This is the first genome of a decapod, a group of 10-legged crustaceans that includes shrimp, lobsters, prawns, and crabs, as well as crayfish. “This [work] opens the way for comparative genomics and identification of [unique features] in this group of ecological and economically important species,” says Etienne Danchin, an evolutionary biologist at the National Institute of Agricultural Research in Sophia-Antipolis, France, who was not involved with the research.
The study also “provides clues about how this genome arose and may help conservationists better track the spread of this invasive species,” Shotz says.
As suggested by some preliminary evidence, the marbled crayfish has three sets of 92 chromosomes, not the usual two, and each set is essentially a version of the chromosomes belonging to the slough crayfish (P. fallax). Two of the three sets of chromosomes are virtually identical, but the third is different enough that Lyko’s team concludes the marbled crayfish likely arose from the mating of two slough crayfish from different regions of the world thrown together in an aquarium. One must have had an abnormal egg or sperm that retained two copies of its chromosomes instead of the usual single set that is in such germ cells, Lyko explains. The bringing together of the two distant slough crayfish enhanced the genetic variation within the new clonal “species.” Such a union “would never happen in the wild,” he asserts.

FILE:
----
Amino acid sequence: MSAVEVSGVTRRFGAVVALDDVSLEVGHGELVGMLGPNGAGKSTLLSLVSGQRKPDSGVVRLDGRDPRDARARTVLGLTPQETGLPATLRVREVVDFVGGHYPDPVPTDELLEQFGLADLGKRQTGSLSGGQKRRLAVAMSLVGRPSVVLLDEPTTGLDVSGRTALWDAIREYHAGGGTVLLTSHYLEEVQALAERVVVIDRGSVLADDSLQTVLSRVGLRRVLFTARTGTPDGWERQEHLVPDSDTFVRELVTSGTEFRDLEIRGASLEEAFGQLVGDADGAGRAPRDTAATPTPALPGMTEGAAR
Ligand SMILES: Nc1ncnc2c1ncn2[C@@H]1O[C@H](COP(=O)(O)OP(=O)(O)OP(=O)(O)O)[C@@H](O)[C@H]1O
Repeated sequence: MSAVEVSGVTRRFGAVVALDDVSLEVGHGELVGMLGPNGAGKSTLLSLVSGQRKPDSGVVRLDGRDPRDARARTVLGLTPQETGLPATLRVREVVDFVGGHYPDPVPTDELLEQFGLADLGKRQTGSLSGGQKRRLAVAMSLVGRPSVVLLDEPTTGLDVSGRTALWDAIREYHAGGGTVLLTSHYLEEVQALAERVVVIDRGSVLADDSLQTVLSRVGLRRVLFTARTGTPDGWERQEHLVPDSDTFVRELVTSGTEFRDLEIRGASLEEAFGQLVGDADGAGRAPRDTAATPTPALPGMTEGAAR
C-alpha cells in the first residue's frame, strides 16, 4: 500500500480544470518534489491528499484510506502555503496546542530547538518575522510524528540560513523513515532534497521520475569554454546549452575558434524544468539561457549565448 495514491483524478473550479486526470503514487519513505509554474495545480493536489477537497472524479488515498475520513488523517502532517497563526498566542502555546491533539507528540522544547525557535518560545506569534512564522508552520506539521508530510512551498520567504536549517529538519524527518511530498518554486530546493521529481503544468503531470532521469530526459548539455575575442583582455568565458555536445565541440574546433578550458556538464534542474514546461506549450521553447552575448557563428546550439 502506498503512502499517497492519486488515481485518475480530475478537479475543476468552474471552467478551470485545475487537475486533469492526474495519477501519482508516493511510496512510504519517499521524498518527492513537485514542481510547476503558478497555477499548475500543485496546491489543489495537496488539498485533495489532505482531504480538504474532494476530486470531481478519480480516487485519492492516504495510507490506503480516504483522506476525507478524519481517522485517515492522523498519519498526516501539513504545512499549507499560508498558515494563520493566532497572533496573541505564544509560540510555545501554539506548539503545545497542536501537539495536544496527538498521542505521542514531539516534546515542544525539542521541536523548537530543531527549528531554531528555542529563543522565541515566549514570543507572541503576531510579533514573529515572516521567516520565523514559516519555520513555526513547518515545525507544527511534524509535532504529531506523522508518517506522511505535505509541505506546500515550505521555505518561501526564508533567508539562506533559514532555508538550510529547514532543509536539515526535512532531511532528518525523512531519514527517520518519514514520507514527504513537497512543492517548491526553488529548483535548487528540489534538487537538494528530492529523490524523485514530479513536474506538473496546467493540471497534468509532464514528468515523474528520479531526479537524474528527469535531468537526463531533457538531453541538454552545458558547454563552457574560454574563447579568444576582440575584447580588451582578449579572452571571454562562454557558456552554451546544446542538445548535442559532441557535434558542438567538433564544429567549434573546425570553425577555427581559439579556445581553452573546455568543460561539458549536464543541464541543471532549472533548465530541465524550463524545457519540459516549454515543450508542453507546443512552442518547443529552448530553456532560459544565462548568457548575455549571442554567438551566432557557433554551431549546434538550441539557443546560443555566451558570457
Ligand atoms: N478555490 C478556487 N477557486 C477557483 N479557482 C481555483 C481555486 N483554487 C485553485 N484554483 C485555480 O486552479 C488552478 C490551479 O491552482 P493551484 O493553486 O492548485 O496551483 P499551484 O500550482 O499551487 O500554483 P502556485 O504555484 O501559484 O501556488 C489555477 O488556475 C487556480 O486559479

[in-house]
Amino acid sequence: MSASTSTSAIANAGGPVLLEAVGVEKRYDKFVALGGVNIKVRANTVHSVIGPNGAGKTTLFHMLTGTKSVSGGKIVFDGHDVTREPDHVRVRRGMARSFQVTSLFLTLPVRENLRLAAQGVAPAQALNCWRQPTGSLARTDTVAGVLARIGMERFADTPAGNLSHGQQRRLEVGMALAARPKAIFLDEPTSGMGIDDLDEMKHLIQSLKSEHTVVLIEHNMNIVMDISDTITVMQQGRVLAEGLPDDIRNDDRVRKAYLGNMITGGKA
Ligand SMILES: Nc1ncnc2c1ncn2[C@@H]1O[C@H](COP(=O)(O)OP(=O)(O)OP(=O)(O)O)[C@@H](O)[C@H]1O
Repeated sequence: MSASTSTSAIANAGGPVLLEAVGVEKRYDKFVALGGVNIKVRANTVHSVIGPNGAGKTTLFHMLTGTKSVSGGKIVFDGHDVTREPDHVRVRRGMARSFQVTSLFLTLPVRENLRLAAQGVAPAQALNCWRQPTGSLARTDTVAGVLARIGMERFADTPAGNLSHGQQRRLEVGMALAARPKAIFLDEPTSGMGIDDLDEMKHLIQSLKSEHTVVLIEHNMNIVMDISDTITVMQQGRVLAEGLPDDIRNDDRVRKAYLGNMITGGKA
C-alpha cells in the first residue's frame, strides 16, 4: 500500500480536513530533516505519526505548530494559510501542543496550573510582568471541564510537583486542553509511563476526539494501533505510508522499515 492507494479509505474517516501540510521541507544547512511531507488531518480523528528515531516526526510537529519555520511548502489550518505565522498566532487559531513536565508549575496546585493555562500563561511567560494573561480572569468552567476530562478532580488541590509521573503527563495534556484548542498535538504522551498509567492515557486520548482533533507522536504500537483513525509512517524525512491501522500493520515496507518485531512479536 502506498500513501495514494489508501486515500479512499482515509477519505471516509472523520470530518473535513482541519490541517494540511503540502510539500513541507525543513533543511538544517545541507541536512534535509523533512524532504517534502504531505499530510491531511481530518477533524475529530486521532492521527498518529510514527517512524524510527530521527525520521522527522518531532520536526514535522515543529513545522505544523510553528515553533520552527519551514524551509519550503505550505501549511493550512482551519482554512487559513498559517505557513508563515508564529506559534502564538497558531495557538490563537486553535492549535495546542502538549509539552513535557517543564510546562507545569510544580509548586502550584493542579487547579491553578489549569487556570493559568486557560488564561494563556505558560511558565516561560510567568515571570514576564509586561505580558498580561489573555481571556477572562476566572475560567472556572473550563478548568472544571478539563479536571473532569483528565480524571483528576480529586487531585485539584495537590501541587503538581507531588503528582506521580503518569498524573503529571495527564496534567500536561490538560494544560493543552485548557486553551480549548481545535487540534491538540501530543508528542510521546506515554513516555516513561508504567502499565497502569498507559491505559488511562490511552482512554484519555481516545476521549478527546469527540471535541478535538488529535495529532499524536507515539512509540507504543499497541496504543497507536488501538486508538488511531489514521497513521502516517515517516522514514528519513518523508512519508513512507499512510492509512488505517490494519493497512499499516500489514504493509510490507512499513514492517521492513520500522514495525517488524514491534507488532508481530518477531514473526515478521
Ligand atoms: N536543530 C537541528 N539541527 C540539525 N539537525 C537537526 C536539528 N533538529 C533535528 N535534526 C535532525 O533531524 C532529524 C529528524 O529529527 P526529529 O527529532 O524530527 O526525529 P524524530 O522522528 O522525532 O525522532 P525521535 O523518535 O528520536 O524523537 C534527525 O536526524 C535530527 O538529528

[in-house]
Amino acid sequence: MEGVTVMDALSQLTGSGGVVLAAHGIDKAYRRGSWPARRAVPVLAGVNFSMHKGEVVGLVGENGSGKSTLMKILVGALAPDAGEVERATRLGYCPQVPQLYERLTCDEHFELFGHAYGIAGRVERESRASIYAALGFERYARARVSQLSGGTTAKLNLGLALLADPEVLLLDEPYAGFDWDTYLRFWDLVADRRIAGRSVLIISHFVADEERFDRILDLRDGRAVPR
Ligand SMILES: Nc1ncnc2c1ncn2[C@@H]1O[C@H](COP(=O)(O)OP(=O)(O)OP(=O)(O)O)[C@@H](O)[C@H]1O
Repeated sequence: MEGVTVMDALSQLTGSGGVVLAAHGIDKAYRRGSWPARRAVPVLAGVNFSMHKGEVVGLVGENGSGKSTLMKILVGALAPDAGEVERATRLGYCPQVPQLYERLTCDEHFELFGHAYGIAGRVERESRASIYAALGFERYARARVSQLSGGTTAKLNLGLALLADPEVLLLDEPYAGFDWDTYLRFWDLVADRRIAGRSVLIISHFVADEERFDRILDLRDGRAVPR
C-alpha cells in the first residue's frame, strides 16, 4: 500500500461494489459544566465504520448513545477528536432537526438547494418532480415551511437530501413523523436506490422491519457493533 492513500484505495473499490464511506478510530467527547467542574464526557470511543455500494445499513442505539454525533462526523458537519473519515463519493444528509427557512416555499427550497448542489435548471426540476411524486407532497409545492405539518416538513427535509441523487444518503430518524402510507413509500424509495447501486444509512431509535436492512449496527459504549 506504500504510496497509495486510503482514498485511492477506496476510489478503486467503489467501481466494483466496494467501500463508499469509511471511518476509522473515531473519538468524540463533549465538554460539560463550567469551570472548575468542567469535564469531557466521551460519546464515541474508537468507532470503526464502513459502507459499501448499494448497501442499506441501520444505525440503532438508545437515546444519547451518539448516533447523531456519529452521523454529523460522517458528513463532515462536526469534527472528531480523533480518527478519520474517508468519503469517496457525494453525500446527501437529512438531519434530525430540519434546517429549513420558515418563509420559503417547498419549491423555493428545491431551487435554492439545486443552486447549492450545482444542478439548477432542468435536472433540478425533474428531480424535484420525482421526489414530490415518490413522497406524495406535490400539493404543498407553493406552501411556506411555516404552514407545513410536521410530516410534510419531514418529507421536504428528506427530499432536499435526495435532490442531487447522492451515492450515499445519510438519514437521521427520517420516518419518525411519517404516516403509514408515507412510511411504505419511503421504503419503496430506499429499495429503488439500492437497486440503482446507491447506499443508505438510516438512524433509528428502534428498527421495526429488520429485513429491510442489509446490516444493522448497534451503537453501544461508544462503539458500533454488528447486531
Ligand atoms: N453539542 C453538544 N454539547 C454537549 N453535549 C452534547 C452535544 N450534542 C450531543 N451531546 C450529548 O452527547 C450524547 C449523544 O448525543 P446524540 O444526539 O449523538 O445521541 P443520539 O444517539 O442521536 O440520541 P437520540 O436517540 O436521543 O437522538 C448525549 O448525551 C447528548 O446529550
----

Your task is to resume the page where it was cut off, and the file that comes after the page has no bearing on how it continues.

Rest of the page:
Schotz isn’t totally persuaded that the genomic pile-up happened inside an aquarium, versus two slough crayfish meeting in the wild. “It is mere speculation that it originated in captivity,” he says. But the analysis of marbled crayfish DNA from across Europe and Africa, he says, ”shows that all these crayfish are clones—with identical genomes the world over.”
More important than the crustacean’s origin may be that this clone thrives in a wide variety of freshwater habitats, with different temperatures, salinities, and acidity. Clones are supposed to be at a disadvantage because they lack the genetic variation to adapt to new situations. But, “This paper suggests that an animal species can rapidly invade a large geographical area despite reproducing without sex and being clonal,” Danchin says.
The marbled crayfish’s three sets of chromosomes may be key, containing enough variety for adapting to different conditions. Danchin studies a very successful plant parasite, a nematode that reproduces asexually and also has three sets of chromosomes.
Susan Adams, an aquatic ecologist with the U.S. Forest Service's Southern Research Station in Oxford, Mississippi, agrees. Work in other organisms shows that having an extra set of chromosomes can boost the number of young and may help the clones adjust to new environments. “Greater adaptability is expected to enhance invasion success,” she says.
A further advantage, Adams says: A clone can establish a new population starting with just one individual. “It is interesting to contemplate the global, ecological implications of an exceedingly rare evolutionary event arising in someone’s aquarium.”
*Correction, 6 February, 10:20 a.m.: An earlier version of this story incorrectly stated that the marbled crayfish is the only crustacean that reproduces asexually.